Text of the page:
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Tuesday, September 27, 2022

Expats asked to weigh in on a Calle 47 culinary corridor

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Carlos Rosado van der Gracht
Carlos Rosado van der Gracht
Born in Mérida, Carlos Rosado van der Gracht is a Mexican/Canadian blogger, photographer and adventure expedition leader. He holds degrees in multimedia, philosophy and translation from universities in Mexico, Canada and Norway. Sign up for the Yucatán Roundup, a free newsletter, which delivers the week's top headlines every Monday.
The idea of closing Calle 47 to traffic has been tried out during Mérida’s Noche Blanca on a couple of occasions already. Photo: Lee Steele

Several members of Mérida’s international community participated in a focus group to discuss the potential for a project described as a “culinary corridor” along Calle 47 east of the Remate. 

Calle 47 is already home to several popular restaurants including Oliva and Micaela Mar & Leña.

The idea for such a corridor has been discussed for years, but now momentum seems to be gaining. 

The event was held by the marketing firm Desimal at Punto MID Centro Cultural on Calle 47.

Though not many details regarding the city’s plans for this culinary corridor were given, attendees at the focus group expressed enthusiasm for the project, but also major concerns.

The informal session kicked off with a series of questions including what the participants enjoyed most about living in Mérida, as well as their biggest complaints —  before moving on to concerns addressing the culinary corridor project.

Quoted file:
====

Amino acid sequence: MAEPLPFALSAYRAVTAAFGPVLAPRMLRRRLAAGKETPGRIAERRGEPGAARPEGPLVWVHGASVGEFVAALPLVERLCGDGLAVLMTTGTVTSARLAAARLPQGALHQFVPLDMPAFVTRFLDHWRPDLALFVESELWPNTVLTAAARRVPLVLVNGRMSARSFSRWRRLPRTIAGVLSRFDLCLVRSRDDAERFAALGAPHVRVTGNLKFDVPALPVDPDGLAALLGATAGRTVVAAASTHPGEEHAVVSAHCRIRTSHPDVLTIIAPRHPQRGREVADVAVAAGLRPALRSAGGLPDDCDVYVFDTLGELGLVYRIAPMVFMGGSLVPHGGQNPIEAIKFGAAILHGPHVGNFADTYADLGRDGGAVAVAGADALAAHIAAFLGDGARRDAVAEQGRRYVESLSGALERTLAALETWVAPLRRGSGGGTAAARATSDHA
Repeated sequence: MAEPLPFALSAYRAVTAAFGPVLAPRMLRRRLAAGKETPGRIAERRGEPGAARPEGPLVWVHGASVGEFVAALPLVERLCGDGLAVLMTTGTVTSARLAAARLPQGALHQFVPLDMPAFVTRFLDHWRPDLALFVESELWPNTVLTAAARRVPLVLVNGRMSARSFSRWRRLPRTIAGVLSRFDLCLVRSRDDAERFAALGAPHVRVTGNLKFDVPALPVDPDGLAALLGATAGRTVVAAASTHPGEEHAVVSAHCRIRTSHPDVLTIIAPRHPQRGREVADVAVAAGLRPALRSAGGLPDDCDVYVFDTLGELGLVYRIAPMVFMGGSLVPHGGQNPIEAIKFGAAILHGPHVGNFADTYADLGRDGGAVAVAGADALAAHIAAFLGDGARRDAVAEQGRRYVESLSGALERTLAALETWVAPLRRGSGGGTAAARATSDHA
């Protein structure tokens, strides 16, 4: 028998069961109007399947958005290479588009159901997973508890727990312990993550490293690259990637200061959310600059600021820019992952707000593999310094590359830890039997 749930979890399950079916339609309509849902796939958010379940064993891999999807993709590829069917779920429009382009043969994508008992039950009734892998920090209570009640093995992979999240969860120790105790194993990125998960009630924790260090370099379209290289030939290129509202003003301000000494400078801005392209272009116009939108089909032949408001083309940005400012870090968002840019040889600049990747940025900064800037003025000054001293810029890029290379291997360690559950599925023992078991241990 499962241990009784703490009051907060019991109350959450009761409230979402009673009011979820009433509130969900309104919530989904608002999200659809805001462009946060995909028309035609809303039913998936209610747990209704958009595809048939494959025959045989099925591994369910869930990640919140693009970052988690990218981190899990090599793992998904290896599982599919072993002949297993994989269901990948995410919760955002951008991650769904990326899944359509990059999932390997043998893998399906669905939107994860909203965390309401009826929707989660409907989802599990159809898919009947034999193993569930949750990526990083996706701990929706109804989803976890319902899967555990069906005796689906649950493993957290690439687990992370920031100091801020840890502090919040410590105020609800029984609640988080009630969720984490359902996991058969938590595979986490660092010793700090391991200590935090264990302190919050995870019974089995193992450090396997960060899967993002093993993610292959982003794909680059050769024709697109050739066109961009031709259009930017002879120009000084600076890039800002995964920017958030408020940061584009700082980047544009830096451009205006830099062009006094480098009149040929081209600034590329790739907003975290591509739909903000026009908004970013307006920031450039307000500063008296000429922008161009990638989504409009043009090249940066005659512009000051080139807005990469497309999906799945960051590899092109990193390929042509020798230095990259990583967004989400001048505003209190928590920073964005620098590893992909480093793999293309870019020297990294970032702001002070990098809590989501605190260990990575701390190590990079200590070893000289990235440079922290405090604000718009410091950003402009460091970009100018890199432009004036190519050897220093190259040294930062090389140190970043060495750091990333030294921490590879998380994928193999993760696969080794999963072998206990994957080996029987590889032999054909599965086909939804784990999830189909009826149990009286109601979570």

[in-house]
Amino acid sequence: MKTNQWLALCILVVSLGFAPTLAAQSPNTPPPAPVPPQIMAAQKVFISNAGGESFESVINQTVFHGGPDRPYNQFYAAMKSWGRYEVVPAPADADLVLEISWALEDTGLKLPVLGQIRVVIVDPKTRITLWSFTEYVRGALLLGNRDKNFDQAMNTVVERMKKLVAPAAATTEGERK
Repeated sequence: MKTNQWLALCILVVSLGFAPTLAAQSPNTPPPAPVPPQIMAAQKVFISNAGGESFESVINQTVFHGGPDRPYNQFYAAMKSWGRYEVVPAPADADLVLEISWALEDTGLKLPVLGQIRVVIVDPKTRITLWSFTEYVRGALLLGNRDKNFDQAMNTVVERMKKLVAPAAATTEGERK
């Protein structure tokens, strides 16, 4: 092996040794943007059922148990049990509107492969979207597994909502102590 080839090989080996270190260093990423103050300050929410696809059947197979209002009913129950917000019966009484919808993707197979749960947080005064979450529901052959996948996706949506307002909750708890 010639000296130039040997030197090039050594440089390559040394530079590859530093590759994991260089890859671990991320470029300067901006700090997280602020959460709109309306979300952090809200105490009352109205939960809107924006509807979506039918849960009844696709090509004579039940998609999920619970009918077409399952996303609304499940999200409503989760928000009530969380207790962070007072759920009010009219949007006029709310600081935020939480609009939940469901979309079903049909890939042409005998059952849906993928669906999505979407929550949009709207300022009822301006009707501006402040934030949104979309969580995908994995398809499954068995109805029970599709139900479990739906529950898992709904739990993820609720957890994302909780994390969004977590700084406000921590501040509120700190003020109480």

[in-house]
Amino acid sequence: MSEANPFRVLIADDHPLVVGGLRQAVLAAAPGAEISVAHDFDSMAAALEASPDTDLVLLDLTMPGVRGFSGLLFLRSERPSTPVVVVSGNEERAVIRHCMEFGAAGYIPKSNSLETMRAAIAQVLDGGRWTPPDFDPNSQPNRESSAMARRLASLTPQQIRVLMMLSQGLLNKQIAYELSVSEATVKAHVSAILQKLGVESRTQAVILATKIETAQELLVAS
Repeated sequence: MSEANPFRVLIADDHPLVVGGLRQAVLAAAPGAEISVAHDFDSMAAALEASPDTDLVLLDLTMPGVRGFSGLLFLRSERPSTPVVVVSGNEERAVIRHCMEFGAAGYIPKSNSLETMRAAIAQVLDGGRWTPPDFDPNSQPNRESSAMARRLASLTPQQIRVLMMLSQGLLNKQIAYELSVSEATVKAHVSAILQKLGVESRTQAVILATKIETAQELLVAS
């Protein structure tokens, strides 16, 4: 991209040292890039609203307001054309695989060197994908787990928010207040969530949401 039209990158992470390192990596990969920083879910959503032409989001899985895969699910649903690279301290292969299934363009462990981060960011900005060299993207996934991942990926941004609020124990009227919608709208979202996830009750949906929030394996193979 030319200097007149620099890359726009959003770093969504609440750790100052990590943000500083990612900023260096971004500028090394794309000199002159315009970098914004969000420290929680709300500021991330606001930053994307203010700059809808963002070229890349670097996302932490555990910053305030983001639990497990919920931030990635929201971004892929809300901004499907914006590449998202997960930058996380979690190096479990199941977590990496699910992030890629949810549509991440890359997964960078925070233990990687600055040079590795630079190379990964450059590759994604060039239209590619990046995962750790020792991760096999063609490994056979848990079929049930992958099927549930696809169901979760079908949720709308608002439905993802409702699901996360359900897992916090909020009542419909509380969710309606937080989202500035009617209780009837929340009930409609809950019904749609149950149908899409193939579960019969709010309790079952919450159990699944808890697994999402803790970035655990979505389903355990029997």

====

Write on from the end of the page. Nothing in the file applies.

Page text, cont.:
One major aspect which remains unclear is whether or not the creation of such a project would involve the closure of Calle 47 to motor vehicle traffic, though it was implied that this would not be the case. 

Another concern had to do with how this project would affect residents on Calle 47 and the surrounding streets, as noise levels at Centro restaurants and bars have been the cause of much controversy

Earlier: Is Merida’s restaurant boom sustainable?

The facilitators said their intention was to listen to the perspectives of all stakeholders, including people living in the area, business leaders, and different members of the community to ensure the project will have a positive impact. 

But many of the participants expressed concern regarding the implementation of the project, citing distrust in the local government, cronyism, and a lack of regard for adequate infrastructure such as parking.

“We all like nice restaurants and places to go hang out, but historically Mérida’s city government has been extremely lax when it comes to zoning rules. This does not exactly inspire confidence” noted one of the attendees. 

Other issues addressed included the poor state of sidewalks, electrical infrastructure, and garbage collection, as well as the lack of green spaces in the area.

Several participants expressed the concern that once the project went ahead, any issues raised by Mérida’s international community would be brushed off citing the common refrain, “its Mexico, lighten up.”

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